She treated a patient with a medication- Amoxicillin, that she could have mistakenly worsened the patient condition, caused an allergic reaction, inappropriately dosed the patient, and caused irreparable harm to the patient, all while using the NPs information to illegally prescribe that medication. Stephanie could be terminated from her position, lose her medical assistant license, monetary penalties, or face jail time for impersonation of a nurse practitioner. An advanced practice nurse is a person who holds certification in accordance with section 8 or 9 of P.L.1991, c.377 (NJ Division of Consumer Affairs, 2020). Not to mention that if the patient were harmed the medical assistant could face a lawsuit for impersonation of a provider and unintentional harm to a patient. This is unethical as the medical assistant is practicing medicine illegally. 

-Nurse Practitioner 

The nurse practitioner in this scenario is at risk of losing her license, being involved in a lawsuit, and facing other damages. A national provider identifier (NPI) acts like a social security number, allowing the provider to prescribe medications and place orders. It is dangerous to prescribe medications without seeing your patient and assessing them. In this case study the NP had no idea that the medication was being prescribed to Mrs. Smith without her authority. Although this was fraud, it could become difficult to prove that the prescription was given by Stephanie and not the nurse practitioner.

Stephanie committed fraud and theft by using the NPI number of the nurse practitioner and acting outside of her scope of practice. According to Capozzola, 2018) there was a similar situation where a physician prescribed a narcotic and muscle relaxant to a patient without seeing the patient prior to prescribing. The patient had a heart condition and ended up drinking before taking both the medications. The provider who did not see the patient never had a chance to do a workup or assess the patient. The patient involved expired with an autopsy performed, which indicated the cause of death was due to cardiac reasons, drug, and alcohol toxicity. The patient’s daughter sued the physician for negligence and medical malpractice resulting in wrongful death (Capozzola, 2018). This is just an example of what can happen when medications are prescribed unsafely.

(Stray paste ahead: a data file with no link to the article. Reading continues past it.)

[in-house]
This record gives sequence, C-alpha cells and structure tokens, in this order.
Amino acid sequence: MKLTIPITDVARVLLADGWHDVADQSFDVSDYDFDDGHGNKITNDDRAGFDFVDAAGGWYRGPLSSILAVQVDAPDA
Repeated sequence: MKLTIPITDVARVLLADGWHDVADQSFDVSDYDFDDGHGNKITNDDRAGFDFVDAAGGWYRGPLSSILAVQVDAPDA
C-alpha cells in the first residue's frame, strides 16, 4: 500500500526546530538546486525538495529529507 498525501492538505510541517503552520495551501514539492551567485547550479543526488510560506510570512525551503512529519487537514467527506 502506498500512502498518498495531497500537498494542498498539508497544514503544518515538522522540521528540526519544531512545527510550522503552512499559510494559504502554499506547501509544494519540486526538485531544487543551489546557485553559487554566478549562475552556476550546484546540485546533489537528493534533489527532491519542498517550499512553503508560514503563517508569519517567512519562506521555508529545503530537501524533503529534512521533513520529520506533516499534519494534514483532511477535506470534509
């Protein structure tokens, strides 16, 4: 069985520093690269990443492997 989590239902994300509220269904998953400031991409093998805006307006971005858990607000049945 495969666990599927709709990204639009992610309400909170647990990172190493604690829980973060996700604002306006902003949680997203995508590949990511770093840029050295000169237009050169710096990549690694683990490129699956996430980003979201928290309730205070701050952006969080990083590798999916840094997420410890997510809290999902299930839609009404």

-Medical Director 

The medical director can face a lawsuit due to patient harm, fraud, and theft. This is the first time that someone caught Stephanie using an NPI number to prescribe medication, act out of her scope of practice, impersonate a provider, and practice medicine illegally. The case study doesn’t reference whether she has done this before or if the patient experienced any harm. The issue is Stephanie is aware of her role, ethics, and her scope of practice, yet she still acted unethically. The medical director will have to decide to protect the practice and its employees. There will need to be a decision about pressing charges for violating the law, impersonation, and fraud. Stephanie will most likely be terminated and could face legal charges. 


The practice is at risk of malpractice, especially if this patient was harmed or if Stephanie has done this before. This is a serious situation. Prescribing the wrong medication is considered negligence and there is a reason why an individual needs extensive education and to pass the boards prior to being able to prescribe medications. In the case study introduced by Capozzola et. al. (2018) the patient’s daughter sued the physician and the practice for patient harm, negligence, and malpractice.